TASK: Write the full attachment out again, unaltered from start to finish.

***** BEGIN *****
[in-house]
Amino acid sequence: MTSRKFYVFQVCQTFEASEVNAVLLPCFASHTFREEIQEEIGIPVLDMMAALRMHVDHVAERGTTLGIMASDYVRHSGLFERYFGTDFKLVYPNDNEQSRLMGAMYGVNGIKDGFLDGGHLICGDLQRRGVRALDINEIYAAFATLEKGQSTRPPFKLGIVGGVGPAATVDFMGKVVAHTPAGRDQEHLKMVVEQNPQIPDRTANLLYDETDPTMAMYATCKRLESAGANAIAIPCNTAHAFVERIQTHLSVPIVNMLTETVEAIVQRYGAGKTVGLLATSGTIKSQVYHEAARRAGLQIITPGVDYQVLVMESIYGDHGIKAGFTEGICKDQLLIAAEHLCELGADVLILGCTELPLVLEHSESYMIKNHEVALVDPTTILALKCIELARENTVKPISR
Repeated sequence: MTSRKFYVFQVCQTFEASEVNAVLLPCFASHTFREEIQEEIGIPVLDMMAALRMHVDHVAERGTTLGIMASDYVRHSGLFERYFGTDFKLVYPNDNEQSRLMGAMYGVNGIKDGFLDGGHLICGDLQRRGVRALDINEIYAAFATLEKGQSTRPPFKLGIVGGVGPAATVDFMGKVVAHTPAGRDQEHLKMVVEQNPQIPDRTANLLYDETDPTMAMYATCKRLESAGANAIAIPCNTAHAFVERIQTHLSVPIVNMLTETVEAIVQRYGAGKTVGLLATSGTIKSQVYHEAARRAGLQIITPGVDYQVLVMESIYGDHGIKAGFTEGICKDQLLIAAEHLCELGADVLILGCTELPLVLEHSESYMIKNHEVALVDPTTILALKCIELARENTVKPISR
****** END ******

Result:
[in-house]
Amino acid sequence: MTSRKFYVFQVCQTFEASEVNAVLLPCFASHTFREEIQEEIGIPVLDMMAALRMHVDHVAERGTTLGIMASDYVRHSGLFERYFGTDFKLVYPNDNEQSRLMGAMYGVNGIKDGFLDGGHLICGDLQRRGVRALDINEIYAAFATLEKGQSTRPPFKLGIVGGVGPAATVDFMGKVVAHTPAGRDQEHLKMVVEQNPQIPDRTANLLYDETDPTMAMYATCKRLESAGANAIAIPCNTAHAFVERIQTHLSVPIVNMLTETVEAIVQRYGAGKTVGLLATSGTIKSQVYHEAARRAGLQIITPGVDYQVLVMESIYGDHGIKAGFTEGICKDQLLIAAEHLCELGADVLILGCTELPLVLEHSESYMIKNHEVALVDPTTILALKCIELARENTVKPISR
Repeated sequence: MTSRKFYVFQVCQTFEASEVNAVLLPCFASHTFREEIQEEIGIPVLDMMAALRMHVDHVAERGTTLGIMASDYVRHSGLFERYFGTDFKLVYPNDNEQSRLMGAMYGVNGIKDGFLDGGHLICGDLQRRGVRALDINEIYAAFATLEKGQSTRPPFKLGIVGGVGPAATVDFMGKVVAHTPAGRDQEHLKMVVEQNPQIPDRTANLLYDETDPTMAMYATCKRLESAGANAIAIPCNTAHAFVERIQTHLSVPIVNMLTETVEAIVQRYGAGKTVGLLATSGTIKSQVYHEAARRAGLQIITPGVDYQVLVMESIYGDHGIKAGFTEGICKDQLLIAAEHLCELGADVLILGCTELPLVLEHSESYMIKNHEVALVDPTTILALKCIELARENTVKPISR